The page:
Public opinion on social media is generally positive about disease modifying anti-rheumatic drugs (DMARDs), as posts by patients with rheumatoid arthritis (RA) show positive sentiment about the treatment, according to study results published in Annals of the Rheumatic Diseases.
As patient’s beliefs have a major impact on the adherence to treatment with DMARDs, it is important to understand patients attitudes towards DMARDs. Many patients use social media to discuss medical issues and analyzing social media content can provide valuable data on the collective sentiment expressed towards these medications.
Using the services of the web analytics firm Treato, a platform that identifies, collects, and analyses publicly available user-generated content on health-related topics, more than 3 billion posts from July 2017 till October 2018 were analyzed. A total of 28,261 posts on biological or targeted synthetic DMARDs and 26,841 posts on conventional synthetic agents were identified, with some overlap. Overall sentiment was expressed as a ratio of positive to negative posts for each DMARD, with a ratio of ≥ 1 indicating a positive assessment. In addition, analyses of the reasons for the sentiment for each DMARD were completed, focusing on efficacy and side effects.
The data show that patients had an overall positive sentiment regarding both biological or targeted synthetic and conventional DMARDs, with a ratio of total positive to negative posts of 1.21 and 1.048, respectively. Efficacy was the most common theme in posts with a positive sentiment for all DMARDs.
The ratio of positive to negative posts for biological or targeted synthetic DMARDs ranged from 1.71 for tofacitinib to 1.08 for adalimumab. Comparing biological or targeted synthetic DMARDs to each other in terms of the proportion of patients who posted a positive post due to efficacy, revealed etanercept was more popular than rituximab, infliximab and tofacitinib.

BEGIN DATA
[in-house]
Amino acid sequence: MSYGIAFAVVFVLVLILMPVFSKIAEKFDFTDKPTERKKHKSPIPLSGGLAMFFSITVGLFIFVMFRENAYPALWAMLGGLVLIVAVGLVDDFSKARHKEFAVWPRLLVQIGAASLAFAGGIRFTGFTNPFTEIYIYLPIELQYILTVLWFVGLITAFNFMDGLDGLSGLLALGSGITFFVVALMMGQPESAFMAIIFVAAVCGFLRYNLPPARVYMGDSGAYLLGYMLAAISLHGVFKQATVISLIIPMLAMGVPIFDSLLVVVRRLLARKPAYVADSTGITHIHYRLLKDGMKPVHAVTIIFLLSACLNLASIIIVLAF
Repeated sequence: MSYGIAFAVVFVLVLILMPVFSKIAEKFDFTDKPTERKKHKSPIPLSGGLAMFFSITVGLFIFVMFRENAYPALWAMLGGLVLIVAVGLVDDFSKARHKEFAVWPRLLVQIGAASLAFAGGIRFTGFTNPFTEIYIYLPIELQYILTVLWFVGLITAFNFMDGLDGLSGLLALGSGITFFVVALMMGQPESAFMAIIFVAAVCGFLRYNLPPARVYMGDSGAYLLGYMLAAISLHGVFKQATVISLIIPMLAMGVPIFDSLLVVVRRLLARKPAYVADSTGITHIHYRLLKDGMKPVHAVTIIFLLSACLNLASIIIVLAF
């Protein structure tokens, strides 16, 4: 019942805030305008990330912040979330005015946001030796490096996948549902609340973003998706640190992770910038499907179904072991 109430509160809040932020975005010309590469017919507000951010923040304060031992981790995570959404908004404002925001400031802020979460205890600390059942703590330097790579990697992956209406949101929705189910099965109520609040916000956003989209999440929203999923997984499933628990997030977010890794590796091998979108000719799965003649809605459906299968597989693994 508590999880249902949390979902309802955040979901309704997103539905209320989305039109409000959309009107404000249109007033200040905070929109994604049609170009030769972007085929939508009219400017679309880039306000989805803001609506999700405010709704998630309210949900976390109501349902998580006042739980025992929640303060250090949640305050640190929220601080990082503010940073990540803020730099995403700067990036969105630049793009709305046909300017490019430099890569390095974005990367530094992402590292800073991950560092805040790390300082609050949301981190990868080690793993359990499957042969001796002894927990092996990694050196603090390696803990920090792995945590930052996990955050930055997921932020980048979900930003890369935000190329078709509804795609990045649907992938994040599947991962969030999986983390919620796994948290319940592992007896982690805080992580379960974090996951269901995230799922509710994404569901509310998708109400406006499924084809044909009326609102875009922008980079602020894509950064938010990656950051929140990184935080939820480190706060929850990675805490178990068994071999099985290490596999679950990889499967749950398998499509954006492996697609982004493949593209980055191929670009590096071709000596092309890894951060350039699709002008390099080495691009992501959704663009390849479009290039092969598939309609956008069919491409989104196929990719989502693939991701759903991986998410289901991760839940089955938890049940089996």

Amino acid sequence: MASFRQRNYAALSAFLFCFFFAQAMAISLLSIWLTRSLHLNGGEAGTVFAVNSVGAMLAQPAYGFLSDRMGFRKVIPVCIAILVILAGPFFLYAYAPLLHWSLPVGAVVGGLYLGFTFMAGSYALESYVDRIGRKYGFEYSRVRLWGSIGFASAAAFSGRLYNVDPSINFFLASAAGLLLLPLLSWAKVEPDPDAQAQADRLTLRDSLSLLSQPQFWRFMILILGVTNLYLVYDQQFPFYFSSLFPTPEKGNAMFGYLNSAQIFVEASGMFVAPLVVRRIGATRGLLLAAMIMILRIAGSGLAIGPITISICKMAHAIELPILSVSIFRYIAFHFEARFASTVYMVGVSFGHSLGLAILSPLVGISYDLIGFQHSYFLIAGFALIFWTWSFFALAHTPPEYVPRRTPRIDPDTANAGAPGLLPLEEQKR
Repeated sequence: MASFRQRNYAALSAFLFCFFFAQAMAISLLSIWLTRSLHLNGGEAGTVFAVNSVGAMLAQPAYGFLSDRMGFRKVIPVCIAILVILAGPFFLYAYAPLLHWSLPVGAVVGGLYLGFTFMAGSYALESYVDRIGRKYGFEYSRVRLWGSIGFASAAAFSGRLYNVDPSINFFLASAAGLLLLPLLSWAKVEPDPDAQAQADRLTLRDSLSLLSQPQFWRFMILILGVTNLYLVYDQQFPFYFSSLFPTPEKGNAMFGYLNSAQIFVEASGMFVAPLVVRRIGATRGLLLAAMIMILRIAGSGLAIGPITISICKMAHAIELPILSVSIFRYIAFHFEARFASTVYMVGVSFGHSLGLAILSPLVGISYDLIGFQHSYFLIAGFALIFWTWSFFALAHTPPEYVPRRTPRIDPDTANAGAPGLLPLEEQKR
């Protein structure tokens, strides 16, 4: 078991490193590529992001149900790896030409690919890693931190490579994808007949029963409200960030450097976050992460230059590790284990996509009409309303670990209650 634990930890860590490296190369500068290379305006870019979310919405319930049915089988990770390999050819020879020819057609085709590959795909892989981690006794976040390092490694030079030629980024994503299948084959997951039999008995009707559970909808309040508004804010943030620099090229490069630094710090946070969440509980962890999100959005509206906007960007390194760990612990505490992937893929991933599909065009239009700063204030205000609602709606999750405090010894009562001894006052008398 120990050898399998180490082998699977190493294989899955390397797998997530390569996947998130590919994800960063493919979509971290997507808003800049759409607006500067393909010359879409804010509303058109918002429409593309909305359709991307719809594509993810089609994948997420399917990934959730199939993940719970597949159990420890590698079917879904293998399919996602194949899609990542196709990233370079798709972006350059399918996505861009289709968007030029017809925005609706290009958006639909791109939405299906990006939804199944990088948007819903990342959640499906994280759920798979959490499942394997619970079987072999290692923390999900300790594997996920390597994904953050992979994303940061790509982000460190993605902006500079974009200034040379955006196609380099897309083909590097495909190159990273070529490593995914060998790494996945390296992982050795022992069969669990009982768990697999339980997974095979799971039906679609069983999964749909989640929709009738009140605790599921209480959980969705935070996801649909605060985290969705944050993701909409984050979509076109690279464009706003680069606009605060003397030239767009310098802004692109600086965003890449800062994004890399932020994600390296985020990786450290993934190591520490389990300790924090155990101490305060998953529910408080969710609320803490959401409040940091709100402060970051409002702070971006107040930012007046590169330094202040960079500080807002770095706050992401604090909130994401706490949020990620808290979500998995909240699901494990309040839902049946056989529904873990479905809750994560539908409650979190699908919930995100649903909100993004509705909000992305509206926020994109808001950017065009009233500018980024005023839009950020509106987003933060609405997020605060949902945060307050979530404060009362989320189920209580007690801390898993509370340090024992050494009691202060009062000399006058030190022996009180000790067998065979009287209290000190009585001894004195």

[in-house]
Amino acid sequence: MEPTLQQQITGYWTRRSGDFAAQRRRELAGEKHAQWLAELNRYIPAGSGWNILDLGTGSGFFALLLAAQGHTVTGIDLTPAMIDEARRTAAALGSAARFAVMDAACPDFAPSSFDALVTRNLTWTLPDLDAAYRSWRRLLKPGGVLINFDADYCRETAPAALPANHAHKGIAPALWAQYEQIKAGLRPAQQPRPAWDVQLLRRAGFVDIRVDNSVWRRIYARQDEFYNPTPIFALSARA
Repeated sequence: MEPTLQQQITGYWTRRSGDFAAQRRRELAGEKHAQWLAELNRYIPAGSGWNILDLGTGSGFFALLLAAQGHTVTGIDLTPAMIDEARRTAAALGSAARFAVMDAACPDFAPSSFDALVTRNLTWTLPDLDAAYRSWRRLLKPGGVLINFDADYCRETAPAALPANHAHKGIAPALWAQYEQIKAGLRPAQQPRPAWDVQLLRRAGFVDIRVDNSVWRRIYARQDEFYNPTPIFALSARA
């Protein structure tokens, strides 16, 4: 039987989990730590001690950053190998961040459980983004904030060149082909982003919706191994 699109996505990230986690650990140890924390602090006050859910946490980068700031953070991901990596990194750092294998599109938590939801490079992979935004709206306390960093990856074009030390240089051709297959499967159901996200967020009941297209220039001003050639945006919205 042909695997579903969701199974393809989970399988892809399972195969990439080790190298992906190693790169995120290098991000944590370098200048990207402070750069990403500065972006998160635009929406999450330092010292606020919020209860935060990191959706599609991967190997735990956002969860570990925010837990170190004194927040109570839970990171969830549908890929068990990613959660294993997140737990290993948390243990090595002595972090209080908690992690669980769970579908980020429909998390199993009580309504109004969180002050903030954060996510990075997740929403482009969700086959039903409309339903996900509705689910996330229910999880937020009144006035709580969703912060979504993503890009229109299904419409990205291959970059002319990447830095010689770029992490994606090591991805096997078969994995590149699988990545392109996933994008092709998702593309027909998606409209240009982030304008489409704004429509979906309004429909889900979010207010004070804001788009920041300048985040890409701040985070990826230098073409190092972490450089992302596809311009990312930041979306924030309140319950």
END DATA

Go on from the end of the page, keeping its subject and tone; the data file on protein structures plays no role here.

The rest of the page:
The most common concerns raised by patients who wrote a negative post on biological or targeted synthetic were joint pains, itching, and rash. Hair loss, gastrointestinal issues and allergic reactions were the most common concerns raised by patients with a negative sentiment on conventional synthetic DMARDs.
More patients on biological or targeted synthetic DMARDs were significantly more likely to positively post due to efficacy as compared with conventional synthetic DMARDs (85.74% vs. 78.71%, respectively; P <.0001). Concerns about medications were broadly similar in posts about both categories of DMARDs. However, joint pain, drug reactions and cancer were more common in posts about biological or targeted synthetic DMARDs, while weight loss, hair loss and nausea were more common in posts on conventional synthetic DMARDs.
The study had several limitations, including the quality of the data, lack of gold standard approach for sentiment analysis used for analyzing social media content, and exclusion of posts made in languages other than English.
“This study educates clinicians about the prevailing sentiment as it exists towards various DMARDs, and the specific concerns that patients have about the DMARDs. Thus, allowing them to better counsel their patients and prepare them for what they might encounter on their search online,” wrote the researchers.
Sharma C, Whittle S, Haghighi PD, Burstein F, Sa’adon R, Keen HI. Mining social media data to investigate patient perceptions regarding DMARD pharmacotherapy for rheumatoid arthritis. Ann Rheum Dis. 2020;79(11):1432-1437. doi:10.1136/annrheumdis-2020-217333